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Jul 31, 2012 11:48 PM

Crispy Chinese Chicken Salad at Ming’s of Palo Alto

Ming’s of Palo Alto is often cited as an originator of the California-Chinese dish, Chinese Chicken Salad. Available with the original fried chicken or a steamed chicken option, Ming’s Chicken Salad can be ordered as an appetizer, $5.75, half-order, $9.40 or full order, $18.00. It’s also an anchor on lunch special plates alongside vegetable fried rice. Every customer at Ming’s orders this dish. Since I’d never tried it, I stopped here for lunch yesterday.

The presentation of the appetizer portion is pretty tricked out. A deep-fried wheat wafer crisp sporting a pinked edge and similar in texture to fried eggroll wrappers forms a cup for holding the portion. Red cabbage provides threads of color among the toss of puffy rice noodles, shredded iceberg lettuce, and cilantro. A scatter of crushed peanuts crowns the salad.

The chicken, a mix of white and dark meat, is pulled into big chunks rather than shredded. Skinless, there's nothing crispy about the chicken. Yet, the richer flavor and fragrance of deep-frying carries through.

The dressing tasted more mustardy than the version at Chef Chu’s, my most recent experience with Peninsula-style chicken salad. Chef Chu’s dominant flavors are soy sauce and garlic, whereas Ming’s is a bit tarter and decidedly more salty. Or maybe I was unduly influenced by the pot of hot mustard on the condiment tray.

For contrast, here's a photo from 2010 of Chef Chu's version. The chicken has a brown, fried edge and clearly is sliced rather than pulled apart.

I quite liked this dish, preferring it to Chef Chu's, and would order it again. During lunch time there is a $1.25 charge for tea.

1700 Embarcadero Road
Palo Alto, CA 94303
Phone: (650) 856-7700

Some background on Chinese chicken salad,

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  1. I remember Ming's chicken salad growing up, but then I don't think they skinned it—I still crave that combination of hot mustardy dressing and crunchy fried chicken—guess the low fat silliness put an end to that...

    3 Replies
    1. re: Armoise

      Hope the fried skin is going to good use, maybe the employees get it in a staff meal. The chicken appears to be fried with the skin on, since the flesh is not browned. Or maybe in my appetizer size portion, I happened to get none of the skin.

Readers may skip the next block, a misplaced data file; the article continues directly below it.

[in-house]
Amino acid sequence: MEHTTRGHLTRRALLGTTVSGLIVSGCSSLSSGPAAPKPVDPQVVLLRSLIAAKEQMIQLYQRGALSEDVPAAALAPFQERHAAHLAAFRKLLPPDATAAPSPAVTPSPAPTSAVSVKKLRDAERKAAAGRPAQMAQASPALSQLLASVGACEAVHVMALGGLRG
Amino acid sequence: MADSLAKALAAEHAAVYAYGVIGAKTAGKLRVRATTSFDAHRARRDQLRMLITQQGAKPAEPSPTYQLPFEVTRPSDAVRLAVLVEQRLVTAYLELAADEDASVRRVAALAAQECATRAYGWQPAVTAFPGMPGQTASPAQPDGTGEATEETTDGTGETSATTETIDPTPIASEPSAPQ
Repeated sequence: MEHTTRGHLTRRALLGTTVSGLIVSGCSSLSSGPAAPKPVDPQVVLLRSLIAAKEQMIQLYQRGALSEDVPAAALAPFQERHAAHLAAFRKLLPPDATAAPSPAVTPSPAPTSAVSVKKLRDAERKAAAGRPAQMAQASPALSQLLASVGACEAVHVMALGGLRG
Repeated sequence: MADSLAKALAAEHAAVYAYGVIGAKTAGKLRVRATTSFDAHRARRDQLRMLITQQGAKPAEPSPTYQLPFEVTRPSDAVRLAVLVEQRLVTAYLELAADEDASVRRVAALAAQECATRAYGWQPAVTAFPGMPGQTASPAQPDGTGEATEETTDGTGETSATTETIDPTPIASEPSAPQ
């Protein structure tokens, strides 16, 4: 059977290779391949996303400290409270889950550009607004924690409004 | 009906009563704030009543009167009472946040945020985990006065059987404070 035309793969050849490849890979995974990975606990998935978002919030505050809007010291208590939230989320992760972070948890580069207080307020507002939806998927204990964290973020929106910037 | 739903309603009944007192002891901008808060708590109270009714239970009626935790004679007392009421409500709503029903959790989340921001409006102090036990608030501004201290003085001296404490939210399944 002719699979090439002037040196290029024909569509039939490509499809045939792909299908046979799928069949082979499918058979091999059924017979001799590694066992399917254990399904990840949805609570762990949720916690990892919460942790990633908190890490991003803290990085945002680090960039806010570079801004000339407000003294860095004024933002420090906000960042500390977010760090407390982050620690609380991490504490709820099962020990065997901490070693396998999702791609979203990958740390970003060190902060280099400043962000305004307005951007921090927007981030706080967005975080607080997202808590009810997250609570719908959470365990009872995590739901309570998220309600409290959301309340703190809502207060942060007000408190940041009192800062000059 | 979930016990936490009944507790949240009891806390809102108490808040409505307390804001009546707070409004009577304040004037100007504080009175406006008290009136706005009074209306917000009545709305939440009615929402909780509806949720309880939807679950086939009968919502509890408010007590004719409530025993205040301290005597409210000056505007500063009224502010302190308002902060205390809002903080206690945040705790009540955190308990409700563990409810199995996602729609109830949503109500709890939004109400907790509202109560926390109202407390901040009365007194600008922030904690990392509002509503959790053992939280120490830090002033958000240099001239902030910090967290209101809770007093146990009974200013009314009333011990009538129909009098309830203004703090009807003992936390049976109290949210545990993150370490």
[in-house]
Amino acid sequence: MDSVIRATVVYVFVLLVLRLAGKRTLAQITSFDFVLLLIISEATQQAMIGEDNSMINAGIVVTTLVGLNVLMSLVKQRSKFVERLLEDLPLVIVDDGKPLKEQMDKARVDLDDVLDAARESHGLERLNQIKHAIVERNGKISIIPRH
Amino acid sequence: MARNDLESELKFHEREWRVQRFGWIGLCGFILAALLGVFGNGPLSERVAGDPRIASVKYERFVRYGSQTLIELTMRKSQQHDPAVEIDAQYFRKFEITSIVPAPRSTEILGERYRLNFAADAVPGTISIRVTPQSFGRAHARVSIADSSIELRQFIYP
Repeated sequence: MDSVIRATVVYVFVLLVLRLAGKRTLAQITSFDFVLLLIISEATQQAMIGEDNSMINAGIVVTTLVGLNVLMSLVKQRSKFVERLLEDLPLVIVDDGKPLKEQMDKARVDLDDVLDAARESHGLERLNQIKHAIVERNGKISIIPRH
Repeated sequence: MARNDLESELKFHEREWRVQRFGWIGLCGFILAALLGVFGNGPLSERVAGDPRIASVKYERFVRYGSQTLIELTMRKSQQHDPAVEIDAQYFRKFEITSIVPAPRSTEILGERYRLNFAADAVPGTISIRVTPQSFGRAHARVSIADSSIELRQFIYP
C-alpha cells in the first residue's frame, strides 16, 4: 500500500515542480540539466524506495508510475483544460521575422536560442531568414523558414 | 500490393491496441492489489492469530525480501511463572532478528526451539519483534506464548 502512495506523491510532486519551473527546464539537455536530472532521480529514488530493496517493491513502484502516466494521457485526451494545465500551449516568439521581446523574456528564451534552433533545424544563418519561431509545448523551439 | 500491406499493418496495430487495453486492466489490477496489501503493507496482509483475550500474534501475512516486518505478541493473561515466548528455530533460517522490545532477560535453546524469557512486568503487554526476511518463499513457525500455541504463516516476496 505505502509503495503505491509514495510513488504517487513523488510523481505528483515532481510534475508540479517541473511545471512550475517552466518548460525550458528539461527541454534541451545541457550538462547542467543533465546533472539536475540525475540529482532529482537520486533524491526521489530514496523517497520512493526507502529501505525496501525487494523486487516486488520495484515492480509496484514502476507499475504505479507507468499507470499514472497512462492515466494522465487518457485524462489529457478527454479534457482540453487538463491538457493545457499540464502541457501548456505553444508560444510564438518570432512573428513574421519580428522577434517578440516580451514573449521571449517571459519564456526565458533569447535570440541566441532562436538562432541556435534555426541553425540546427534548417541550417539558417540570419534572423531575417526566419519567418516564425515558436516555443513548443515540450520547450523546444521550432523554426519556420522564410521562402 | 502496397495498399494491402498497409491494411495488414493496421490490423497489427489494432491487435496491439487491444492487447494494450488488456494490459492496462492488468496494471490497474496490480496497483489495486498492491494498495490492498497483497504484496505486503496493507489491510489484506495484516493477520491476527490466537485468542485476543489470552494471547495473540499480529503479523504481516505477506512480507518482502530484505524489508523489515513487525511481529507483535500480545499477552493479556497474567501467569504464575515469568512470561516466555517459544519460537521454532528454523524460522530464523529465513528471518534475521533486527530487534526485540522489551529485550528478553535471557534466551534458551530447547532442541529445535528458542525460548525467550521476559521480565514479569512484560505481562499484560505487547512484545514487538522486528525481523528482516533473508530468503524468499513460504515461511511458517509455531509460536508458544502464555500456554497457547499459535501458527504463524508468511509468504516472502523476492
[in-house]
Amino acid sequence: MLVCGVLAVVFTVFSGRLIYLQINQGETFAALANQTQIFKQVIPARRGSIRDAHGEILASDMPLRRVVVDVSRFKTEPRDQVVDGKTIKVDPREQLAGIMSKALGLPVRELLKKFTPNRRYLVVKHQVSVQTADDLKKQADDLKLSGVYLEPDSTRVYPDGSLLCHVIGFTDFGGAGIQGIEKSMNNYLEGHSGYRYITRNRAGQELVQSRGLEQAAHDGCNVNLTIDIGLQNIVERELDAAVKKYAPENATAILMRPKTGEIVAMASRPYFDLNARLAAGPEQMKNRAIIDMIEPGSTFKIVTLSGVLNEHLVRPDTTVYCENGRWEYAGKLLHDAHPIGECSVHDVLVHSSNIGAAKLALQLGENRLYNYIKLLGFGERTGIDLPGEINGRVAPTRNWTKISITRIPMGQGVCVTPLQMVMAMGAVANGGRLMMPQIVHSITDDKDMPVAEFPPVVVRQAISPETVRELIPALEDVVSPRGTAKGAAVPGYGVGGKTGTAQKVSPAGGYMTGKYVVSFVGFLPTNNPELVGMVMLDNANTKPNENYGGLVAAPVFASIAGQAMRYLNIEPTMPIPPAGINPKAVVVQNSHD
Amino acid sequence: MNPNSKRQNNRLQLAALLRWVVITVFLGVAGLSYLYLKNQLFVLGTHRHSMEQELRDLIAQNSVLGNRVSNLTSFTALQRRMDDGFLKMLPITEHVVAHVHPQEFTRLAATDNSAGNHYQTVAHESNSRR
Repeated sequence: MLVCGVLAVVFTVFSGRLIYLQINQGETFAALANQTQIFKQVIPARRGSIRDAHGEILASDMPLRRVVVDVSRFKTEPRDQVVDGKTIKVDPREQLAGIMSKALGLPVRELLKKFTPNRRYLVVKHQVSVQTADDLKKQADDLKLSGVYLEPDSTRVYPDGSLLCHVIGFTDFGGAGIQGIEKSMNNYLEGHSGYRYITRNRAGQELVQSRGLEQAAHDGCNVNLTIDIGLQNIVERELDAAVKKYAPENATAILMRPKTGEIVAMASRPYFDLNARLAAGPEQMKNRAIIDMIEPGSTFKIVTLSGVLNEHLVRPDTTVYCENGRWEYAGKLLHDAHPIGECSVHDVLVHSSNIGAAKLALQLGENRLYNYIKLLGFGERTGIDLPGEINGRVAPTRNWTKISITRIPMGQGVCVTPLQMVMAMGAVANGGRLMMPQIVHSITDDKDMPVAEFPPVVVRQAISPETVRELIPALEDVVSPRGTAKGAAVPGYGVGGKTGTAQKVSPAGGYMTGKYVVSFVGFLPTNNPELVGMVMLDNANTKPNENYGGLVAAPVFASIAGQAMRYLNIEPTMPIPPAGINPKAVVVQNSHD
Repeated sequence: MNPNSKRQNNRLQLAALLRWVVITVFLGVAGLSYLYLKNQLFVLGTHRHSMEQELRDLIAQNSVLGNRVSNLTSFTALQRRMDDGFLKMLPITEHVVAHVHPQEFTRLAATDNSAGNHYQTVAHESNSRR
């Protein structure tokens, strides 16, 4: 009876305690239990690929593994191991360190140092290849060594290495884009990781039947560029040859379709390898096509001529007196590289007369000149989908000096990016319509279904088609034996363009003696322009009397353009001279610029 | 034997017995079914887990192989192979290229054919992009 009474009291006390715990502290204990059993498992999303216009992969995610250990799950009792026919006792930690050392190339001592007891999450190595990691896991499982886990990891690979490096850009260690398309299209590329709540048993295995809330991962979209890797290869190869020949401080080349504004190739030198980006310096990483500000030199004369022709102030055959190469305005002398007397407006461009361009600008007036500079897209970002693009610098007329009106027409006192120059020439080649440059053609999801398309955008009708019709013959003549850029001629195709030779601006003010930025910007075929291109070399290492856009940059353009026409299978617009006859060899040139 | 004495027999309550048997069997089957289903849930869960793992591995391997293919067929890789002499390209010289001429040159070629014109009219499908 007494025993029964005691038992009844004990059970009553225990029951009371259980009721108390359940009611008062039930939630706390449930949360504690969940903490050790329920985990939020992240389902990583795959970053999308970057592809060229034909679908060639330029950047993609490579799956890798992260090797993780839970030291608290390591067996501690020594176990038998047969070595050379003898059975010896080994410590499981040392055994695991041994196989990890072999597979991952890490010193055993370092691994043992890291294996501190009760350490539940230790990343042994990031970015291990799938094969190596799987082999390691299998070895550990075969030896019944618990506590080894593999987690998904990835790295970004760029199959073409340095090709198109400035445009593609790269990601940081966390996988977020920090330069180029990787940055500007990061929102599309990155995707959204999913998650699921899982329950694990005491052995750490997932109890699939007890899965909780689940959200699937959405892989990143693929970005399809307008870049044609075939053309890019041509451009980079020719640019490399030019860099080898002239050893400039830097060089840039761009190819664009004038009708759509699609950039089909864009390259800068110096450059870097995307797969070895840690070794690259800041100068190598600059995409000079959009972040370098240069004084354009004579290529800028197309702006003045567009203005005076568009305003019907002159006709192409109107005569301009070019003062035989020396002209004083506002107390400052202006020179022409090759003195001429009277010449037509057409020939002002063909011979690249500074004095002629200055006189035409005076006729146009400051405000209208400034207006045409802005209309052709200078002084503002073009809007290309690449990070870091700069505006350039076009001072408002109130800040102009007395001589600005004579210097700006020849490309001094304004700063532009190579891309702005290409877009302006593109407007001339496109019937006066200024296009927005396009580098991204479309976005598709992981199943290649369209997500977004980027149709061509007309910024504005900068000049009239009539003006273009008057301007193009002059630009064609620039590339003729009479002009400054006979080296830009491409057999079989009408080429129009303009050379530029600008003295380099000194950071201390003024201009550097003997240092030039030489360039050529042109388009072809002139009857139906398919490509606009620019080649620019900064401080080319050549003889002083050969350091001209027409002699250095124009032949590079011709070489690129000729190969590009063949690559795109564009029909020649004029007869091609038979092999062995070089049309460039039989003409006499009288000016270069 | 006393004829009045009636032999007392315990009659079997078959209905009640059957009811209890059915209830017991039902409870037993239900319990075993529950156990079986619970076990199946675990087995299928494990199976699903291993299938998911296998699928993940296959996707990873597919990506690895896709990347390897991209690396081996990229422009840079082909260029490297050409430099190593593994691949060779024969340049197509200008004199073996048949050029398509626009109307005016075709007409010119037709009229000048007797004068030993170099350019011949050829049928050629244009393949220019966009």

Both Ming's and Chef Chu's offer a steamed chicken option. Yes, the fat police hold sway.

      I was surprised at how different the dressings were for the two restaurants. I've not had Su Hong's yet, which would the other Peninsula chicken salad stalwart.

      (P. S. Nice to see you back on the board again!)

      1. re: Melanie Wong

        Anyone have any reports on Ming's as a dim sum stop? It's close to work and I've never tried it, but curious if its comparable to even say a Fu Lum Mam in MV?

        1. re: FattyDumplin

          I was shuttled off to a smaller dining area when I told the hostess that I didn't want dim sum (and did not have to wait for a table in the busier dim sum area). I did get a glimpse of the carts and things on tables when I visited the ladies room. Nothing looked particularly appealing, but looks can be deceiving.

    2. First fortune cookies and now another LA/SF controversy over who invented the chicken salad. I think New Moon which opened in the L.A. produce district in the 1940s takes credit in Los Angeles.

      8 Replies
      1. re: Chandavkl

        This article says that New Moon opened in 1956, the same year as Ming's.

        1. re: Melanie Wong

          New Moon had occupied two locations on San Pedro St. in the produce district, first a ramshackle cafe, then a nicer restaurant with a lounge. I thought the the cafe was a little bit older than the mid 1950s. The Tom family also ran the pioneering Chinese grocery store on the same block, Wing Chong Lung.

        2. re: Chandavkl

          I'm looking at Johnny Kan's cookbook, _Eight Immortal Flavors_, published in 1963. It has a recipe for coriander chicken salad (so see gai) aka hand-shredded chicken. Though this article says no menu from Kan's can be found that lists the dish until the 1970's, here it is in his 1963 book.

          The cover notes refer to Ming's of Palo Alto as a subsidiary of Kan's.

          1. re: Melanie Wong

            How does the Comforts' version in San Anselmo compare?
            I've not tasted Comforts', Ming's/Palo Alto or Chef Chu's.


            1. re: Cynsa

              I've been to Comforts once but did not order the chicken salad. Comforts' must be dramatically different since the ingredients listed for the salad included no cilantro, hot mustard nor soy sauce.

              1. re: Cynsa

                I've had Ming's, Chef Chu's (used to live in Sunnyvale) and Comforts (popular teachers' lunch at the Marin school where I work). Comforts is a very pale imitation of the others - it's kind of bland without the soy sauce and hot mustard (I can live without the cilantro), and really is not in the same delicious category!

              2. re: Melanie Wong

                I remember Ming's when it was on El Camino, in an area with no sidewalks, in the early 60's.

                1. re: Alan408

                  The website says it was founded in 1956 and moved to its current location in 1967.

                  Did you have the Chinese chicken salad then?